When employees feel that they are not being heard, they quickly lose motivation to give their best at their job. As many companies claim that employees are their most valuable resource while simultaneously laying off hundreds of long-time team members, disaffected workers feel no compunction about looking for better opportunities elsewhere.
Lack of Advancement Opportunities
Many employees are keenly interested in advancing their careers and are more than willing to do so with their current company. However, a lack of opportunities for promotion, or even lateral movement, can frustrate these employees and cause them to seek a way out, perhaps by defecting to a competitor.
Employees that are not properly trained, or in some cases not trained at all, will likely leave the company sooner rather than later. Research indicates that almost 40% of employees leave their job within a year when they receive inadequate training for the demands of their position.
How to Reduce Employee Turnover
There are many cost-effective, even subtle ways that companies can reduce employee turnover. These include the following strategies:
Foster a Winning Culture
A positive, forward-looking company culture is one of the biggest contributors to employee satisfaction and will allow an organization to retain top-tier talent instead of losing productive workers to the competition.
For example, many employees are very concerned with maintaining a healthy work-life balance. In response, some companies have offered flexible work schedules and even remote work opportunities for qualifying team members.
Hire the Right People for the Job
It is important to carefully and thoroughly interview job candidates, not only to learn about their tangible skills, but also to determine how well they would match up with the company’s culture, with their managers, and with their colleagues. Fortune 500 companies such as Bayer utilize strong assessment methodologies both in the initial hiring process, as well as in individualized career planning for current employees.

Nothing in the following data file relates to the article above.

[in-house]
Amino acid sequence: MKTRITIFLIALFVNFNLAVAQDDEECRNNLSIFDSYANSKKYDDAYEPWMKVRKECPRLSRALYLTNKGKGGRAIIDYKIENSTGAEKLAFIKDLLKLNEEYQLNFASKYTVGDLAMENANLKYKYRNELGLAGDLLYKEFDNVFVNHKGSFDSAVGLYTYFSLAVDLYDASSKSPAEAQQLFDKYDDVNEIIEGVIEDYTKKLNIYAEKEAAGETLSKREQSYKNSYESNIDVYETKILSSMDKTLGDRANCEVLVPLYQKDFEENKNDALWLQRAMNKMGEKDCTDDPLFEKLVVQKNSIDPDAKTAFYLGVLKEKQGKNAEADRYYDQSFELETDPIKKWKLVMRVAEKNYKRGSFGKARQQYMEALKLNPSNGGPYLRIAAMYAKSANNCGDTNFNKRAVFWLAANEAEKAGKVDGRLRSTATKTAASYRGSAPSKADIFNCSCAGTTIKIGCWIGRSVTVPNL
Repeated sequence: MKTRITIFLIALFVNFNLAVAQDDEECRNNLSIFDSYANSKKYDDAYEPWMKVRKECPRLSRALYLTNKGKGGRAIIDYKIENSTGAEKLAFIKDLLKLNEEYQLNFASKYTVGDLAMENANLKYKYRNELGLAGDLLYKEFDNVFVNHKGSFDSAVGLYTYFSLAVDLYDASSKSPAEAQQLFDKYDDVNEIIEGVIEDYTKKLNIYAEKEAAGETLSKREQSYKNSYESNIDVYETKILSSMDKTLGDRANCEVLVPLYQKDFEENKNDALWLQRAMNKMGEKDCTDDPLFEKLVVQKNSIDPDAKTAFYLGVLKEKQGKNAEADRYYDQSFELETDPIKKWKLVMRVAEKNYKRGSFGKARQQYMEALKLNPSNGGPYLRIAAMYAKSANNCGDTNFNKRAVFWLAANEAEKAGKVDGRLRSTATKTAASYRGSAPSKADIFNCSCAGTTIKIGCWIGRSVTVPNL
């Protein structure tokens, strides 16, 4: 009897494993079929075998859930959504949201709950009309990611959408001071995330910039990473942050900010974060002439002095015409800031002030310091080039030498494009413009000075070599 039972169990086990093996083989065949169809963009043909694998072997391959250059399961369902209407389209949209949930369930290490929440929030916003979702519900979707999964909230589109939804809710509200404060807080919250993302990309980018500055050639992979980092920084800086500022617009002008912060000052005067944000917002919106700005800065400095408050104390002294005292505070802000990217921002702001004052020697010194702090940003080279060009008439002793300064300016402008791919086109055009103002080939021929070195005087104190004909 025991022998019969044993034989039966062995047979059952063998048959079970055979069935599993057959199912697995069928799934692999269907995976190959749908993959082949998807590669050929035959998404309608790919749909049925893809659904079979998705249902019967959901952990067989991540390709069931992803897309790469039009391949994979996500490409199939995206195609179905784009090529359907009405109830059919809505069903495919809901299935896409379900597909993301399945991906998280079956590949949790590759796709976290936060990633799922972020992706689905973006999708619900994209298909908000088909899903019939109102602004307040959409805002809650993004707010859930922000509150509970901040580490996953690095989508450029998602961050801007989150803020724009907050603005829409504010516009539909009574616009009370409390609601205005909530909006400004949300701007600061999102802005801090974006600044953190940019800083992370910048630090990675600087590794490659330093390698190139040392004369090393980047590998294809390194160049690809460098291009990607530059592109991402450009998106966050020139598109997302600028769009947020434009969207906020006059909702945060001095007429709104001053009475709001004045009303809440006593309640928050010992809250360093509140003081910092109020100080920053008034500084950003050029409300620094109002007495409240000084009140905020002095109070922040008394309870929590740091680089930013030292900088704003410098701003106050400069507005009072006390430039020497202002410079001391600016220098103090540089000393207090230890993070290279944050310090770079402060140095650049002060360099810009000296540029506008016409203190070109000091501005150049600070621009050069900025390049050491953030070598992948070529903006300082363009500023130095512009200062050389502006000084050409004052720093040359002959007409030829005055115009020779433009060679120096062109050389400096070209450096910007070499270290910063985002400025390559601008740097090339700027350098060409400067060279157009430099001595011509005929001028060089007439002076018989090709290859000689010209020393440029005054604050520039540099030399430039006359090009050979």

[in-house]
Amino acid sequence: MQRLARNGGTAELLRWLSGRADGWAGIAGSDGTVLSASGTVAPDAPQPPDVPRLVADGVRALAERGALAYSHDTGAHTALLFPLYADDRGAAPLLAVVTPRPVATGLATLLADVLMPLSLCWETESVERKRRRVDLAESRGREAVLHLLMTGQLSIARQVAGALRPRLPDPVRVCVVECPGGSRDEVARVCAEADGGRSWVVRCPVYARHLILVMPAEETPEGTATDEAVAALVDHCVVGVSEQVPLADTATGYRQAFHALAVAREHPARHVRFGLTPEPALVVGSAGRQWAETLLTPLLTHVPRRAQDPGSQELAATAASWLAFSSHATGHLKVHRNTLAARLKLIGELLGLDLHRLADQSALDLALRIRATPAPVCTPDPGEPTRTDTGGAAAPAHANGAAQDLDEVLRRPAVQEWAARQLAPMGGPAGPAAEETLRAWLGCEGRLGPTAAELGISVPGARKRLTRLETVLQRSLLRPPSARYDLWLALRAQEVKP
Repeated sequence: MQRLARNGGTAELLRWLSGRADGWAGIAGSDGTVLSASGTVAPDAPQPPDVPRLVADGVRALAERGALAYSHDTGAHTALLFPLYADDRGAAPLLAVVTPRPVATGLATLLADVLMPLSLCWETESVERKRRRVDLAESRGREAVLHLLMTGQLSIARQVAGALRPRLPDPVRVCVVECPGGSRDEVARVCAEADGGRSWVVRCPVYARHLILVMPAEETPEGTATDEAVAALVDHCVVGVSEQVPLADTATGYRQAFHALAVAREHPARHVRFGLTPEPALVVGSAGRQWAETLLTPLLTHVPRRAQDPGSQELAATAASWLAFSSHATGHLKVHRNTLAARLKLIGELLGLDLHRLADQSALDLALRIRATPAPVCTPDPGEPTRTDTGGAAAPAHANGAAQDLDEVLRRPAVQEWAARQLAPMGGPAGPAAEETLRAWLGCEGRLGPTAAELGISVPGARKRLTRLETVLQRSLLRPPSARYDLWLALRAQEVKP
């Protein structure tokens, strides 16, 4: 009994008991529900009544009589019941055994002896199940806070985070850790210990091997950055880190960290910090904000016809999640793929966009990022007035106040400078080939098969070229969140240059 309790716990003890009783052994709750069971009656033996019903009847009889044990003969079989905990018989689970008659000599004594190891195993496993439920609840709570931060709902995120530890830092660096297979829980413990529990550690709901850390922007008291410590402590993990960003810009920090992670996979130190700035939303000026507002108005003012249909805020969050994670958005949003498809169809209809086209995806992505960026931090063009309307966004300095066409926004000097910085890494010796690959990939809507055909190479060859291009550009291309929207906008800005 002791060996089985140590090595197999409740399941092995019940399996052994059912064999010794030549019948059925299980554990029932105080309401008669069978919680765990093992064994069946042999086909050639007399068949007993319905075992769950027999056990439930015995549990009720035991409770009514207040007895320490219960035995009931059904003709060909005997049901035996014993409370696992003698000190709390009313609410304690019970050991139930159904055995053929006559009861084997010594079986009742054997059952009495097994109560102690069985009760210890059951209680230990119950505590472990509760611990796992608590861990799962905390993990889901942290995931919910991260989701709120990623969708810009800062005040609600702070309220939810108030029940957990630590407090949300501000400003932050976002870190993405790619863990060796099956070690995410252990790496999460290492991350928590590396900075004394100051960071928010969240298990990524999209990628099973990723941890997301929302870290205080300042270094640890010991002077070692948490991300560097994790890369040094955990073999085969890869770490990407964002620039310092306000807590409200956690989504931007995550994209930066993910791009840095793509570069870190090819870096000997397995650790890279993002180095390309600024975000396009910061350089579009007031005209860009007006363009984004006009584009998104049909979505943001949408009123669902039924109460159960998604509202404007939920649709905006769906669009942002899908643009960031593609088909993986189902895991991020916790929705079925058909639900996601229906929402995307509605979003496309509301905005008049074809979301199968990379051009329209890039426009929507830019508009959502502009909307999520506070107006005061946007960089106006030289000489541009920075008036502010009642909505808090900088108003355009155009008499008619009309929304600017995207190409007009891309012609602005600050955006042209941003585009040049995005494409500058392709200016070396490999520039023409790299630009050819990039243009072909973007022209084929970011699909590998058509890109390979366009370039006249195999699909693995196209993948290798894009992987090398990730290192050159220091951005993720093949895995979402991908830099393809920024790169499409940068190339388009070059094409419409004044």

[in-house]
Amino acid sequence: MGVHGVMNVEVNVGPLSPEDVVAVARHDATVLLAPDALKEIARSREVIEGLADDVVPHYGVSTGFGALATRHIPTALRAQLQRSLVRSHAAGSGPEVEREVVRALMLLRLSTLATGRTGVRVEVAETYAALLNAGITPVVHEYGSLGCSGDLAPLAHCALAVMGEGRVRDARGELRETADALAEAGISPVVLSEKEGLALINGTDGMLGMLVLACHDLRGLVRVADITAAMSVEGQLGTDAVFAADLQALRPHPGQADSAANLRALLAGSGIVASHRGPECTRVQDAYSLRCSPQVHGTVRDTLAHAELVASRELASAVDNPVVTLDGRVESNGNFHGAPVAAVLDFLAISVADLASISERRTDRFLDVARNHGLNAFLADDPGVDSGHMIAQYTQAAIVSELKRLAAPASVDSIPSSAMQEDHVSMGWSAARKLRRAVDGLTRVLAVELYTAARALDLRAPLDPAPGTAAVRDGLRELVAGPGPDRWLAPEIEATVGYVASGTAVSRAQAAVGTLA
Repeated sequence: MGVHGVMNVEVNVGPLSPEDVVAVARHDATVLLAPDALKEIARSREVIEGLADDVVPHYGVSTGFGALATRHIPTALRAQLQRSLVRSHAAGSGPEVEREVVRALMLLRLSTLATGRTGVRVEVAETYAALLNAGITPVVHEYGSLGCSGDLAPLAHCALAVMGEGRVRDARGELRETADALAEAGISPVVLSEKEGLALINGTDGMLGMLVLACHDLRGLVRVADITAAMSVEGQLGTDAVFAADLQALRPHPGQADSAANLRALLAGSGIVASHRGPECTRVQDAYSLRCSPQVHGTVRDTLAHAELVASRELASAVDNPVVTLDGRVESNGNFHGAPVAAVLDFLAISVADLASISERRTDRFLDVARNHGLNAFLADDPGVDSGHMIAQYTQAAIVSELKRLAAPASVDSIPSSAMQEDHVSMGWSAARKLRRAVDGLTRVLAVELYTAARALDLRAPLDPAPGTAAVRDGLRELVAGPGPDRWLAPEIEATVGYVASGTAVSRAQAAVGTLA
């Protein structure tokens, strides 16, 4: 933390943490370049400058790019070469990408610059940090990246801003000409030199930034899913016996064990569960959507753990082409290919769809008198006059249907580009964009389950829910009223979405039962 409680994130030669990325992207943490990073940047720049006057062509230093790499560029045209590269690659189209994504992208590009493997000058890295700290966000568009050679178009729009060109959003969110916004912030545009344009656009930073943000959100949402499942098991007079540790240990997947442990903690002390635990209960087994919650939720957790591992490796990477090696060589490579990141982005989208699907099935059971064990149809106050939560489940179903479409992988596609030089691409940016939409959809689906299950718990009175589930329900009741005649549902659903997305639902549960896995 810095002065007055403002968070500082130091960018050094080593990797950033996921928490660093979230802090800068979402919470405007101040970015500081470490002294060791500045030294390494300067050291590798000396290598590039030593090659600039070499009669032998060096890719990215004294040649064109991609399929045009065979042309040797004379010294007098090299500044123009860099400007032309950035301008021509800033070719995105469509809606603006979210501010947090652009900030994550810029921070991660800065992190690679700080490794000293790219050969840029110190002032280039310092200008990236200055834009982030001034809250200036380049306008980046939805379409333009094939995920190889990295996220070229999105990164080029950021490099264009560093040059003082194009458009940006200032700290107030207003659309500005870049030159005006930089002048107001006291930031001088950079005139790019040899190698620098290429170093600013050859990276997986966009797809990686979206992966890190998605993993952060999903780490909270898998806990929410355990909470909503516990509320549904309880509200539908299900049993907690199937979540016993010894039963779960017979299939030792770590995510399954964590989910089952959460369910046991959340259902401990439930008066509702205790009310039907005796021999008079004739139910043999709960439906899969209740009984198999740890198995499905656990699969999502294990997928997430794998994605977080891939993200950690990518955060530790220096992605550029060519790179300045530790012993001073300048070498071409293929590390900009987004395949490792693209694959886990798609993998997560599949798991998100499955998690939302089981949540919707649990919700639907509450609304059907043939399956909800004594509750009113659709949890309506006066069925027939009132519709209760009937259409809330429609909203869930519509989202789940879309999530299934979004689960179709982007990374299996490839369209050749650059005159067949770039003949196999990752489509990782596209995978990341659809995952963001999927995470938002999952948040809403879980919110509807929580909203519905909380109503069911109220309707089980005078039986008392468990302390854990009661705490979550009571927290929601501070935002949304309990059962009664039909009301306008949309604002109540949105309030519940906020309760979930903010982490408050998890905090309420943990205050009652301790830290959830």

In addition, many companies use a pre-hire assessment tool, such as the one from Bryq, which combines an evaluation of cognitive skills and personality traits to help match the right person to the job and ultimately reduce employee turnover.
Encourage Employee Feedback
Since the vast majority of employees have a deep-seated need to be heard, wise employers will create opportunities for them to air their concerns, perhaps to their immediate supervisor, and even to senior management. Such feedback sessions should also result in appropriate follow-up; or at the least, an explanation as to why action cannot be taken.
Employees blossom with praise. Even when negative aspects of an employee’s performance need to be addressed, discerning managers will spend some time focusing on what the employee is doing right.
When a company has a culture of sincere commendation in place, employees will be more productive, and more likely to stay on with their employer. Moreover, employees will be more likely to advance their careers within the company.
Provide Exceptional Training
A robust onboarding program, coupled with periodic refresher courses, will give employees the knowledge and confidence that they need to find satisfaction in their assigned duties. Any investment in such a program will likely yield a high return.
Even though employee turnover is an issue that almost every business organization in the world has to face, measuring it, identifying and handling weak points in the hiring process, and implementing effective employee retention strategies will help company leaders to reduce employee turnover and promote organizational growth.